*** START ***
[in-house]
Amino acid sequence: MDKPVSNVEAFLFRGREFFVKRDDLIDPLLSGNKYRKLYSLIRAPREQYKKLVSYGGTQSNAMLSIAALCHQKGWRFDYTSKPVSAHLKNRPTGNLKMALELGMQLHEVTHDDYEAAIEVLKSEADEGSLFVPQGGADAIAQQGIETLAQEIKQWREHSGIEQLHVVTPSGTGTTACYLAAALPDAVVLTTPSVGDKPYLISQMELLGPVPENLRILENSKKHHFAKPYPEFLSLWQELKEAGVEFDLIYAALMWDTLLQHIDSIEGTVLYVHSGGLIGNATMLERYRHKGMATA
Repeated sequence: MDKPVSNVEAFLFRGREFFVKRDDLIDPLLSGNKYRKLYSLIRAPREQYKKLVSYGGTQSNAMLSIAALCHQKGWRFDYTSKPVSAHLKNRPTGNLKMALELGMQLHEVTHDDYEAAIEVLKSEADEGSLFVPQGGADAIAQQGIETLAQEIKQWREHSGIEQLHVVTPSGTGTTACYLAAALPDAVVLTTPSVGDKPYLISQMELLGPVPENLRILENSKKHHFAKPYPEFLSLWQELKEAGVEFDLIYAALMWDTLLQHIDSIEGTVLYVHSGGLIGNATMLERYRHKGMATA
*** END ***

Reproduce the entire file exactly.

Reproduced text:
[in-house]
Amino acid sequence: MDKPVSNVEAFLFRGREFFVKRDDLIDPLLSGNKYRKLYSLIRAPREQYKKLVSYGGTQSNAMLSIAALCHQKGWRFDYTSKPVSAHLKNRPTGNLKMALELGMQLHEVTHDDYEAAIEVLKSEADEGSLFVPQGGADAIAQQGIETLAQEIKQWREHSGIEQLHVVTPSGTGTTACYLAAALPDAVVLTTPSVGDKPYLISQMELLGPVPENLRILENSKKHHFAKPYPEFLSLWQELKEAGVEFDLIYAALMWDTLLQHIDSIEGTVLYVHSGGLIGNATMLERYRHKGMATA
Repeated sequence: MDKPVSNVEAFLFRGREFFVKRDDLIDPLLSGNKYRKLYSLIRAPREQYKKLVSYGGTQSNAMLSIAALCHQKGWRFDYTSKPVSAHLKNRPTGNLKMALELGMQLHEVTHDDYEAAIEVLKSEADEGSLFVPQGGADAIAQQGIETLAQEIKQWREHSGIEQLHVVTPSGTGTTACYLAAALPDAVVLTTPSVGDKPYLISQMELLGPVPENLRILENSKKHHFAKPYPEFLSLWQELKEAGVEFDLIYAALMWDTLLQHIDSIEGTVLYVHSGGLIGNATMLERYRHKGMATA